Behind The Scenes Of Building Teams with Eman Zabi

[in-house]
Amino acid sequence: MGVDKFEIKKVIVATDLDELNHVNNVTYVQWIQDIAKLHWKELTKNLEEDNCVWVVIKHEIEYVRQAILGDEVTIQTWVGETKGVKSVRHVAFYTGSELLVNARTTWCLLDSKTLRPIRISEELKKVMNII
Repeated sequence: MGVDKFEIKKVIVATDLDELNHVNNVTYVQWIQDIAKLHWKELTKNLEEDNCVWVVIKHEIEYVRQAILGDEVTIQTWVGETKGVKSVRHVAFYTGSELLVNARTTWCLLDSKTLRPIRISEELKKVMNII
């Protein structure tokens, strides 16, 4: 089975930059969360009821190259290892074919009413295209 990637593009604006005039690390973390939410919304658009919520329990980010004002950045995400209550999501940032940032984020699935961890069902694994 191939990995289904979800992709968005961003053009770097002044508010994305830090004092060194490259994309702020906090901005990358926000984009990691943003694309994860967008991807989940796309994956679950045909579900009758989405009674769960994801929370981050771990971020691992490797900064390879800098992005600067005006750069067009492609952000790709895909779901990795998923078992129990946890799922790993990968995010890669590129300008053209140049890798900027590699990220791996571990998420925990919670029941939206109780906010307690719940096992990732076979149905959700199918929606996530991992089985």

TRANSCRIPT AUTOMATICALLY GENERATED Diane: [00:00:00] hey, hey! Today's guest, Eman Zabi, started her first company, at just 22. They specialize in launch and funnel strategy for online educators. She's also now the founder of Terrain, an online learning platform focused on course completion and knowledge retention. And when she's not doing all that CEOing, she's taking impromptu trips around Ireland from her home in Dublin. So with all this on her plate, she has definitely learned the art of outsourcing. So if you have growth goals for your business, this one's for you. Hey Eman, welcome to the show. Eman: Hey, Diane, thanks for having me. Diane: So, let's kick things off with a little intro to you and your business journey or maybe that's journeys in your case. Eman: Yeah, for sure. So I started my first business, The Scribesmith, soon after I graduated from university. I was unemployed. There was really no appeal for a nine to five, and I kind of went online, and I stumbled into copywriting like a lot of copywriters do. And, yeah started from there, built the Scribesmith into an agency, got to a point where, like, itching for something more, and then Terrain, which is an online learning platform, happened, and then we had a number of little side projects along the way, but that's kind of where we're at now. Diane: So, let's start with business number one then. When did you know that you needed to go from solo copywriter to starting to build that agency model? Eman: Honestly, it happened really organically, but the first time I brought someone on was out of necessity, so I found myself in a situation where my, my mom was very ill at the time, and I was sort of looking after her full time in and out of hospital, and I'm like, I started, you know, I'm, I was starting to drop balls here and there and like emails were not getting responded to and things like that. So I brought on a VA and that was the first hire and that was just really and this was very early on in my business. I don't think I wasn't making a profit like everything that I was Paying the VA making from like clients was most of it was going towards the VA at the time. So that was almost like a stop cap measure so that I didn't [00:02:00] have to pull the plug on the business. But once we got through that, and then I had time to kind of dedicate to growing and trying to get more clients. So, you know, I was doing more than just making ends meet. That's when I found myself in a situation where, you know, there was more work than I could handle. And then I had to go out and try and bring a support team on. So yeah. Diane: And so I'm curious what led you to agency model versus copywriter group program. Was it that your clients were only looking for done for you? Was it a preference in your model? Eman: I'd like to say there was like this big strategic decision behind it, but it was really the fact that I started this agency and all of this when I was 22, I did not think I had any business teaching. I had only really been in the industry for about two years and more power to people who feel confident enough to go out and do that after just two years of experience. But I personally felt like I had a lot more to learn before I could be in a position where I should be teaching other people. And that was essentially it. Diane: How big did the agency get? How many freelancers are there or employees as a combination? Eman: At our largest, we were 12. So we were, we were a sizable team. We have obviously over the last six to eight months with all of the changes in the industry, we've, we've scaled back a little bit, but at our largest, we were, we were 12 and primarily we're employees. So yeah, Diane: Okay. So how did hiring go? What are like your wins or maybe, I don't want to say horror stories, your lessons. That you, that you took away Eman: have horror stories if you want them. Diane: I will take the horror stories. I think people like, like to gloss over hiring and how they only talk about like all of your free time and how you're now gonna be able to not work like a five day week because you have all this team and they don't actually talk about the reality of having a team. So go wild. Bring your horror stories. Eman: Okay, let's do it. All right. So let's talk about the hiring process. To begin with, I made one of the biggest mistakes, like I think [00:04:00] fundamental mistake that everybody told me I shouldn't make, but I thought, no, what, you know what, I will be different. And which is hiring a friend. Absolute disaster did not work out. We're not friends anymore. And I deeply, deeply regret that decision. I was not able to be an effective manager and assert boundaries and communicate because recovering people pleaser doesn't work well with kind of working with, it's just, it was a bad idea. But beyond that, I started hiring When I start kind of hiring, it's, it's just, people underestimate how much work goes into that hiring process, especially if you want to find really good writers, because you need, you can't just go off of interviews, because you really need to review writing samples, and You have like there is no internet equivalent of like say turn it in to make sure that they haven't plagiarized their writing sample so it is a lot of giving people writing tests and sitting down and reviewing them and Figuring out whether this aligns with the sort of writing that you do for your clients so it's it's it's labor intensive, but you know when you find the right people it does pay off and Here's the other thing that I discovered The right people, you won't discover whether you've hired the right person until you're a few months in. So it is a really big investment. Like, yes, you will have like all this free time eventually, but for the first couple of months of it, it is a lot of work. And which is why I always tell people like do it well before you think you're actually going to need someone, because like if you realize tomorrow that you need to bring somebody on, like they're not going to be ready to actually take stuff off of your plate for several months. So there's that. And I've had like, People who seemed like the dream employee while they were being on boarded, but then go on to do Ridiculous things like faking a parent's death to get out of work and once you have a larger team, you also have to kind of think about, how will bringing this person in impact the rest of my team? And like, what is that dynamic going to be like? So it's a lot of work. Diane: It's such an interesting one. Like some people just interview really well and then sometimes it's not even like a [00:06:00] malicious thing, just something happens in their life and what they thought they could bring to you, they can no longer bring to you. And in the online world, we love to be like, Oh, my team is my family and they're here for me. And they love the businesses. Like, no, no one loves your business. Like you love your business, right? No one is going to work a 24 hour day for you because they love your business. If it conflicts with something in their own life, you know what I'm saying? And I think people really miss that connection a lot of the times. So, okay, we have this successful agency we've hired, we've onboarded. What did you need to do in that agency to prepare yourself to go? Oh, look, I've had this other great business idea. Let me start a whole new company. Eman: So we were at a point where we had we were profitable and we had enough surplus set aside where I'm like, I could potentially, and this is, you know, several years into running the agency. So I'd been doing this for maybe five or six years at that point. And I'm like, maybe. I could potentially pursue the course kind of thing, but I also find that model. Like it didn't work for me personally. And I know a lot of people it doesn't work for because with our clients as well, we work in the course creator space. So we hear about people not finishing these courses. We hear about people like hoarding courses. And I'd personally bought so many courses, which are just. Like this course could have been a book or this course could have been a podcast episode and that was kind of my feeling about it. And I think the defining moment was when I signed up for this course hybrid group coaching program. It was something like 3, 000 and the most valuable thing I got out of that program was the free t shirt she sent me. And then I'm like, all right, we have the know how, we have the resources, and right now we have like the extra capital. We should try and do something here. And that's kind of how Terrain started. It's taken, you know, several iterations, but at its core what we were trying to do is make online learning more affordable, more accessible, [00:08:00] and honestly more efficient because Who's got the time to sit through 42 modules? Like this is, I, I, I need to learn a very specific skill. I don't need an MBA. Diane: Right. And it's like, who needs the three minute intro to every single module , I know this module is important to me. So capital wise, you're set up. What about from a team perspective? How are you planning to still manage your large team and turn your attention onto the new business? How did you maybe split your time and energy between them? Eman: Yeah, so I was really fortunate because at this point, the agency was essentially on autopilot. I was doing the strategy and the sales calls, but in terms of actual day to day writing, I wasn't really doing anything besides quality control. So we were in a really good position and we had also onboarded a couple of team members who were really eager to learn new skills. Like they, they liked what they were doing, but they wanted to, we had people who were doing ads and social media and things as well at this point. And they were, And I typically like to hire fresh grads who are just young and eager and want to learn new things and kind of diversify skill sets. So there were a couple people on the team who I felt like, all right, these are folks that I could probably train and groom to work on the other side of the business as well. And what we ended up doing was I put about 20 grand in a in a deposit for developers. COVID happened, they got furloughed, so I lost that money. We're in a really sticky situation because I'm now out 20, 000. We've already announced Terrain and I didn't want to kind of go back on that or push back the deadline, like our launch date significantly. So we decided to build it ourselves. So I'm not a developer. My background is in political science but we built it and it was probably one of my more harebrained sort of ideas, but I'm really glad we did it because I think I learned so much. My team learned so much. Like, there's my form. She used to be our Facebook ads person, but she turned into developer, changed her career paths. She's working in a completely different field now, and she loves it. I feel like it's unlocked so many different opportunities for us on the agency side as well, because now we have this [00:10:00] ability to build tech in house rapidly. So yeah that's essentially how that happened. So I've always kind of, when it comes to team, it's more like, it's not just what skills and experience do these people have, it's what can they kind of be molded into, what can we nudge them into with the right kind of training and resources. Diane: Yeah, I think it's like, what could their potential be? You can teach anyone skills, but do they have like, are they curious? Are they like naturally innovative? Are they looking for something different, which I think can be. A challenge to find, right? Society really wants us to be very much like little carbon copies of each other. So you didn't have to actually let go of control of the agency. So you stayed as the CEO, you stayed doing the strategy, you stayed doing the sales calls. And so you kept that role. You just made that role small enough that you could now launch Terrain. So are you a 50 50 between the team on Terrain and the team on a Scribesmith Eman: What do you mean with my own time? Diane: with your own time? Yes. Eman: Back then I would say it was probably 80 20 with my time going on to Terrain. Right now I feel like it's probably more 75 Agency because the focus is on the Agency right now and I think we switch it up every quarter. And the rest is with Terrain and a little bit going towards the book that I Diane: Oh, I love that. So you actually. Allow yourself to go, okay, this quarter is a, is a Scrabsmith quarter. What is the big goal here? What are we pushing for? And then you switch your focus and go, okay, what is the big focus on terrain? The reason I want to draw a line under that and underline it and highlight it and put stars around it for everyone is the choice between priority. Because I think a lot of people who had two businesses would be trying to, you know, Eman: Do both at once. Yeah. Diane: do both at once. Like what's the expression about like, you can't [00:12:00] like wag two tails with one dog or whatever. I'm butchering the expression, but like, it feels like a lot of people would be. I okay. I've either completely shifted to my new business or I've, I've kept my old business and like one of them has to be on autopilot, but I love that conscious decisions be what is my focus for this quarter and that must be really helpful for your team, because. They're not, they're kind of like growth, optimize, growth, optimize. Eman: Yeah. And that's not to say we shut down work on one side of the business while we're working on the other, but it's just it is very much like one goes into maintenance mode while we're working actively on the other. So yeah. Diane: Yeah, I think that's like one of our common like business lies, that growth is this weird straight diagonal line, when actually it is like exactly what you're describing. So, you've hired multiple times. Other than… the writing thing that's very niche to the copy side of things. What is the key thing that you look for in a new hire in terms of like value, culture, team fit? Eman: Okay, so for us as you've probably guessed, we're a team that really just kind of dives in and tries things ourselves. So we really need people who are able to figure things out on their own without needing hand holding. So that kind of, that initiative, that curiosity, and honestly also just They, they have to be good with tech. We have, we, our tech stack is always changing, always evolving. I love tech. My team loves tech. So they have to have that level of savviness to go in and pick up new technology. And we've kind of now gotten to the point where we test for these things in really small ways in our hiring process. Like we add, we deliberately will add friction. To see if they'll figure things out on their own. So, for example we do this, I think it's adorable. Some people might think it's silly, but we have like a metaverse office where we all have our little desks and everything. And it just helps with the community feel and everything. So we have our interviews on [00:14:00] there. We don't give them any instructions on like, we just give them a link to the interview. We don't give them any instructions on like, what the platform is, what they need to do, all of that. And we just see how many of them actually figure out, or find their way to like… The lobby and find who they're supposed to be interviewed by and everything so that's just like a little thing that we add in and it's interesting to see how many people kind of blow up our email with questions about that versus how many people just figure it out and show up and are like, yeah, this is cool. I got this. And those are the people we're looking for. We also will ask them. There's this one question. I think it's a Red Bull. I think it's from a Red Bull interview process, but it's interesting. And we get the most interesting answers to this question. It is you're a cattle farmer and you have you have a hundred cows. You wake up tomorrow and they're all dead. What is the first thing you will do? And it's really, really interesting because we get such a range of answers and usually the people who are like, I will break down and cry and like, I will, I will, I will go in with my parents are probably not the best fit for us. But then we get these like really interesting things where like, Oh, I'm going to. Change my business model and manufacture leather Diane: that's so interesting. Cause I was like, Oh, I'd have to go like full CSI, like who killed my cows? Like, well, like I would need to know all the reasons that it happened so that I could prevent it for my new cows, but I would never have thought of, Oh, let me change my business model and make leather. Like it's so genius. Like how people can pull things out of thin air, especially in a, in a pressure environment like that, You're trying to make a good impression. You're trying to think of the right answer. So. We've talked a lot about your team and how you set them up and how you look for them. What are the things that you pay attention to for your own kind of mental health, physical health energy? Because like you have two businesses and two teams and you're like, Oh, let me just go randomly traveling and like all the things, how do you know when you're reaching your personal capacity? Eman: I think that's a great question because it's something [00:16:00] that I've struggled with a lot like I think especially when we were building terrain I was working 16 hour days It got to the point where I'd like had nerve damage in my hands from like using the keyboard and mouse so much so Right after that, I started working with a health coach because I'm like, I, I was what, 25, 26, and I'm like, I feel like an old woman. I, I, I don't think, I'm not gonna make it to 35 at this rate. So what was really helpful for me is getting, like, I mean, it's really simple things. Like, I wasn't in the habit of getting three square meals in a day. I would just be like, I'm working, I'm gonna keep working, because I feel like my brain works best when I'm on an empty stomach, so I would just not eat. Or I would just work into the night. So it's just… Really, really, like, I feel like self care is often, like, the most unsexy thing. Like, it is really just eating porridge for breakfast instead of pancakes. It is going to bed on time, or making sure I work out. And I feel like those have been really important for me. But I think in the last year especially, because I moved to Ireland, and, you know, left my family and everything, came to a country I'd never been to before. It's also been And that was a deliberate decision, I think, because it was really easy for me to rely on them for like social interactions. But I think moving to Ireland forced me to kind of recognize that I'd really isolated myself because of my business because everything revolved around my business. So it's been making connections outside of that circle and actually having friends who I didn't have to talk shop with. So that's been really big for me as well. Diane: Yeah, I think having that friend group who kind of know what you do but also have No real interest in discussing the latest change to the Instagram algorithm in detail, you know, that forces you to be like, okay, wait, I'm going to have to have an actual conversation, right? How do I talk to people again? I think that is very good for both, both our mental health and just the soul. So if you could tell business owners only one [00:18:00] thing about outsourcing work to other people, whether that's employees or freelancers, What would that one thing be? Eman: I mean, they've heard this before, but hire well before you're ready, because like, it takes time. And hire people who hire good people like hire good people. And I feel like higher for attitude skills can be taught. Diane: Some of the prevailing wisdom seems to be that you should overhire, So yes, hiring is such a long process. And what if people don't work out? Like maybe you should hire like a couple of people for this role and hope that one of them works out. Eman: I would not personally be okay with doing that. If somebody has to, especially if it's a full time position, like it's an employee, this is someone who's probably had to quit their previous job, give notice for the chance at working at yours, and then you give them a shot and you just, no, there's no return policy on a human being. I would hate to be in that position. I would never put somebody in that position. That being said, if you hire somebody. And you realize early on that it's not working out, let them go. But like, you know, give them notice, treat them with respect, and let them go. Like, there's no shame in firing fast. It's just, don't hire multiple people knowing that you're gonna have to let two or three of them go. Diane: I'm of a similar stance, almost also just from a financial time and investment perspective, right? It's going to cost you a lot to do that and then hiring and then having to fire someone or let someone go is. Nobody likes to do it, no matter what the circumstances, I think it's really important that, you know, in the online world, that probation period, when you bring somebody on for a probation period, that's not like a guarantee period. It's not like, well, if we don't work out in three months, I can return you to the store that I bought you from. Like you say, that person has potentially given up a lot of things, and when you've made that decision to hire, it's a give and a take, not just a take mentality, but [00:20:00] I do think we have a bit of a overhiring epidemic in the online space, so I just wanted to. to get your, your, your view on it, given that you have a large team, which a lot of people haven't experienced. So let's talk about how people can get a little bit more you. You mentioned in passing that you've got a book coming out. Where can people find out more about that? Eman: The book is called The Launch Lab. It is everything that the agency and I have learned over the past six or seven years. With launches and because launches have changed so much. A lot of people are still using strategies from 2012. And they just don't work anymore. Especially with the oversaturated industry with GPT and AI. So this is essentially designed to help you create your own strategies Diane: No three video sequence. to a webinar. So to finish up, I always ask my guests the same two questions. First up, what is your number one lifestyle boundary for your business? Eman: slack on weekends. Diane: Oh, how good are you at keeping that? Eman: I'll tell you what. For the first couple of months of me trying to do that, I had to delete the app off of my phone and redownload it every Monday morning. Now, I'm better. I'm better about it. I also will religiously use the settings on your iPhone to kick you out of apps on certain days. So… Diane: Got it built in. I think also then once people get used to you not responding on weekends. You get fewer notifications, but also you feel like less obliged to, I must respond immediately. There's this immediacy in the online world. Gosh, if I was in banking and someone emailed me on a Saturday, I wouldn't even see it. Not paid to do that. Okay. Finally, what is the worst piece of cookie cutter advice you have been given as an entrepreneur. Eman: Oh. Okay, well, I think this is, this might ruffle a few feathers, but I genuinely think it's bad advice. It's the idea that if you show up and you put in the work, that things will always work out for you. And I feel like. It just sets you up for disappointment because you can do, you can do your absolute [00:22:00] best and things can still not work out and you have to be okay with that. And that's a really, it's a, it's a shitty feeling and, but I think once you kind of realize that there are so many factors at play that are outside of your control it's important, it just, it helps with like realistic expectations and you should absolutely do your best, but sometimes failure isn't personal. Diane: And realistic isn't sexy, right? Nobody's selling you on something going, this is going to be hard. It's going to suck. You're going to do all of this and it might not work out. Please pay me eight grand for my group program. Eman: Honestly. It's the, oh, I did it so you can too. I'm like, good god. Diane: We really need to get discerning about looking at that advice and going, okay, how similar am I to this person? How much do I actually know about their support system? Like when did they get successful? Are they a pre pandemic millionaire? Because things have changed and they're just riding on reputation. And it's the same thing for testimonials. You know, often a testimonial is somebody who already had a whole bunch of stuff in place. But it's like, they did it so you can do it. Like, really? Not so sure. Oh, this has been a fab conversation. Where can people find you to carry on channing to you? They can find out more about working with you. Tell them everything. Eman: Yeah, if you want to see more of what we do on the agency side, it's Instagram's probably best. It's just at scribesmith. inc with a C. And also on Instagram, it's iman. zabi. Diane: I'll make sure to link all of that and the book in the show notes. Thank you so much for today. Eman: Thank you. Thank you so much for having me. This was great.